Biologist's Knowledge Theory Sparks Debate

By Witham, Larry | The Washington Times (Washington, DC), April 30, 1998 | Go to article overview
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Biologist's Knowledge Theory Sparks Debate

Witham, Larry, The Washington Times (Washington, DC)

Leading American biologist Edward O. Wilson is seeking to revive the abandoned quest of the Enlightenment - to unite all knowledge of the material world.

And as often attends the scientific visions of the Harvard expert on insects and two-time Pulitzer Prize winner, the cheers and protests are many.

Those who support Mr. Wilson's "sociobiology" - the view that genetics and the evolution of the brain are central to human behavior - are calling his new quest for a "unity of knowledge" noble and futuristic.

Critics such as the leftward New York Review of Books decry Mr. Wilson's scholarship as an argument resembling social Darwinism, the century-old view that evolution's "survival of the fittest" explains social and economic inequality.

And religious critics say Mr. Wilson has just another "theory of everything" that excludes God.

But at a Smithsonian Institution symposium this week, hosted by the Wilson International Center for Scholars, the amiable Mr. Wilson's case was tested against philosophers who ask why knowledge needs to be unified?

The occasion was Mr. Wilson's new book, "Consilience: The Unity of Knowledge," and his chief respondent at the symposium was pragmatist philosopher Richard Rorty - often called a leading postmodern thinker. Mr. Wilson said that in the past 20 years, advances in genetic understanding of the brain and human behavior is allowing science to to explain humanities such as art and social behavior.

"Now we are in a position to examine the original premise of the Enlightenment," Mr. Wilson told a packed audience Monday at the Smithsonian Castle on the Mall. "The key to all of this is an operational definition of human nature."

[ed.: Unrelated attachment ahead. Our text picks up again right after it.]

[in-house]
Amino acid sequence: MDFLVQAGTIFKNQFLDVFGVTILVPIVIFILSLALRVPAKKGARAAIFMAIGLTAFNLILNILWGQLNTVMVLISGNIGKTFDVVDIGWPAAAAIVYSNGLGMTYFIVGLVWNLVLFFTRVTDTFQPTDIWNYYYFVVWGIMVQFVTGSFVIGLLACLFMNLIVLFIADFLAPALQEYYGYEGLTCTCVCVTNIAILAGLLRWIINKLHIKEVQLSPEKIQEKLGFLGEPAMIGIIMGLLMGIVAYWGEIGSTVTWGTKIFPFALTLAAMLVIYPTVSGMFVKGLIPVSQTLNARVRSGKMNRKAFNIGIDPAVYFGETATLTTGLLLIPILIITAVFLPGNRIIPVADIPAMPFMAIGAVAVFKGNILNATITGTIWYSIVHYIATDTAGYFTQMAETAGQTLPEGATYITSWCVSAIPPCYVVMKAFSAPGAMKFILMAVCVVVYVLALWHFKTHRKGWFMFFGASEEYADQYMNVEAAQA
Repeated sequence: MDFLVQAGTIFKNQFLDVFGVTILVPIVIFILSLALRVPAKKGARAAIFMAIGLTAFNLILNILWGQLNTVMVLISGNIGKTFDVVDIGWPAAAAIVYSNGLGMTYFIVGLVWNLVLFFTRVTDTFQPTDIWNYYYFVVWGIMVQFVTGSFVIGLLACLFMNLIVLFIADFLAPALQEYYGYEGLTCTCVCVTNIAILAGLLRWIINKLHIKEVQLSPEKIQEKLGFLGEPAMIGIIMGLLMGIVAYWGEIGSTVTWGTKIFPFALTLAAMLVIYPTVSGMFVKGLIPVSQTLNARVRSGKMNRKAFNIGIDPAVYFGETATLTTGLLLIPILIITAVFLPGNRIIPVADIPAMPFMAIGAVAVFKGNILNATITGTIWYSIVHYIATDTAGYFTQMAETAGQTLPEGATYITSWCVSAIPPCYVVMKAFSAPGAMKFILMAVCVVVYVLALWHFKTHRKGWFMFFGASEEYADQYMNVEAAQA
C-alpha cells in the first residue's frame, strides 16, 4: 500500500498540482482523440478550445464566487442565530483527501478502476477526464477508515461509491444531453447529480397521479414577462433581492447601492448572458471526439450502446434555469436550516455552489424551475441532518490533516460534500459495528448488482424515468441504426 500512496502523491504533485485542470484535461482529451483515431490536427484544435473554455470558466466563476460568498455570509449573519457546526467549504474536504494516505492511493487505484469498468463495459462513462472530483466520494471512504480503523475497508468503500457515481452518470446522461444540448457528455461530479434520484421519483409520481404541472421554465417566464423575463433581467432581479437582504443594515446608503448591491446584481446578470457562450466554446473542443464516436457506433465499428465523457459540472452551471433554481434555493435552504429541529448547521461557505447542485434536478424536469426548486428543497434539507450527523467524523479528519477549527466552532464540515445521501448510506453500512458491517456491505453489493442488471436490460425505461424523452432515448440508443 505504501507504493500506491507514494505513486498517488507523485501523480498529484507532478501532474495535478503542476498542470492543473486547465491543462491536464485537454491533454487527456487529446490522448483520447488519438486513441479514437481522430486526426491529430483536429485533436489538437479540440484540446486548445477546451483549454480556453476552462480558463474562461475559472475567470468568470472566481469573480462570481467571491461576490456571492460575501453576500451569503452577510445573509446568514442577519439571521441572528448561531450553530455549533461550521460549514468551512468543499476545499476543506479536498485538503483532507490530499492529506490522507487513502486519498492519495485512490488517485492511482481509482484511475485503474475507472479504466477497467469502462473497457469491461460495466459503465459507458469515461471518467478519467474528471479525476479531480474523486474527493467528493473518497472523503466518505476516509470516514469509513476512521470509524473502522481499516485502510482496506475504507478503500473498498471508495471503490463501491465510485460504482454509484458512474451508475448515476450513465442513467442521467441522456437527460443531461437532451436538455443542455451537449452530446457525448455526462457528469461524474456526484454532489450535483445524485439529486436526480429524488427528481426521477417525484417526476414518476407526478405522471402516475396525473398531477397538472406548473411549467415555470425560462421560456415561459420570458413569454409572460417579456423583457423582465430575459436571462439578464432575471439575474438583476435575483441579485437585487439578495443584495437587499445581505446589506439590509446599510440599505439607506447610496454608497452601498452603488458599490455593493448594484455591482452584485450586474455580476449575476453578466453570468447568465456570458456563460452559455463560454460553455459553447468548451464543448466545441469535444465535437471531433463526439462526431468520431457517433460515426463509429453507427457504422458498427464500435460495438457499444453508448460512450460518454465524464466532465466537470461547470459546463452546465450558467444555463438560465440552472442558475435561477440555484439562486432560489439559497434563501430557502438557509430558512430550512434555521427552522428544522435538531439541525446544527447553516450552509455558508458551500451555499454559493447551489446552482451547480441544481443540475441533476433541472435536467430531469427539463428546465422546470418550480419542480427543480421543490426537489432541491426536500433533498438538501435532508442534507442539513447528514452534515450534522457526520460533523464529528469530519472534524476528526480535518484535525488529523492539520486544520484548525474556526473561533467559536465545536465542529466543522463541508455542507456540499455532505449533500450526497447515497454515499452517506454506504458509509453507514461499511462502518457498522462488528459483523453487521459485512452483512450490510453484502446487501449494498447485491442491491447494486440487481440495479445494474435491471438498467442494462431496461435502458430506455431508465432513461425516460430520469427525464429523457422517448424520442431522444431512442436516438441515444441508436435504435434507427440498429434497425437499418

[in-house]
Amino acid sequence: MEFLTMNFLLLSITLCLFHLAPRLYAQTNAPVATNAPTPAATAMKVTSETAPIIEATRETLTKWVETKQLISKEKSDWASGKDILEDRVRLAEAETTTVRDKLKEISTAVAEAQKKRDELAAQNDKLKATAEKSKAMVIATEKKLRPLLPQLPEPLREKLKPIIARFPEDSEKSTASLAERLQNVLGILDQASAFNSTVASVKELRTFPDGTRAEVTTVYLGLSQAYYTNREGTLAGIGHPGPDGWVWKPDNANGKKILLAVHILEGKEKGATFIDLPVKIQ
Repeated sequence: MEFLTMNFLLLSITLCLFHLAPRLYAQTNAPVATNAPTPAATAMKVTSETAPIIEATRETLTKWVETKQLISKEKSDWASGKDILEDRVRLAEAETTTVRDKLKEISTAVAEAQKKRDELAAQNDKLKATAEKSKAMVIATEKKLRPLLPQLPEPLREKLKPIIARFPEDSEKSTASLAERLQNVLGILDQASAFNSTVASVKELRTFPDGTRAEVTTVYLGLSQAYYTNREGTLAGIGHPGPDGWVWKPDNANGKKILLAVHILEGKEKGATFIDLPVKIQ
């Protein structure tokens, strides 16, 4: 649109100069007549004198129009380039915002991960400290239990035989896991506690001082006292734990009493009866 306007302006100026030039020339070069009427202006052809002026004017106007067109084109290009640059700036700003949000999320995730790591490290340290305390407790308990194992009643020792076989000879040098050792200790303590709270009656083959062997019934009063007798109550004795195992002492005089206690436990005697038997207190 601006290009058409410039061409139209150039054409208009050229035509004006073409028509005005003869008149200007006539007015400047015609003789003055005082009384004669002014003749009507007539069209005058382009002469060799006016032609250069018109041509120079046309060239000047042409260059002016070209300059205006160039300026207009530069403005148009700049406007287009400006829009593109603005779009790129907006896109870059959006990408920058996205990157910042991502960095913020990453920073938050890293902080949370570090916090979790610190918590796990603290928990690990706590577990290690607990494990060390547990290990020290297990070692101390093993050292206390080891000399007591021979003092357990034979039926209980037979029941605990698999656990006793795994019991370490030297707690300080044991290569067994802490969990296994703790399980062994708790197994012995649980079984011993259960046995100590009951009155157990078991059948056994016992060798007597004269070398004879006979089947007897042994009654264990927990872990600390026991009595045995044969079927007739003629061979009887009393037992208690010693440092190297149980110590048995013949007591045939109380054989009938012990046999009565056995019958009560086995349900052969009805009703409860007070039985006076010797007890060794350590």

Then he gave a definition of human nature, a nature that Mr. Rorty doubts exists.

"Human nature is not the genes [nor] the cultural universals such as the incest taboo," Mr. Wilson said. "Human nature is the epigenetic rules, those hereditary regularities of mental development."

Epigenetic rules, he argues, are biologically based patterns in all humans:

* All human brains see the same color spectrum, so all human languages name no more than 11 colors. In primate language, black, white and red always come first.

* Every culture opposes incest because, as studies show, siblings reared together for the first 30 months do not develop a sexual attraction. Added to this, generations have learned that interfamily breeding produces retardation.

* The maximum arousal of the brain, as measured by alpha waves, involves 15 levels. Because 15 is a material pattern in the brain, 15 appears as a pattern in Chinese ideographs, Mayan symbols, frieze work and the art of Mondrian.

"These are among the epigenetic rules," Mr. Wilson said in his talk. "I suggest we are just beginning to turn them up."

Mr. Rorty agreed with Mr. Wilson that modern thinking presumes that matter is the only reality and therefore "mental activity is material in nature."

But he turned to the example of computer hardware and software to show why such a statement was not relevant to how people live.

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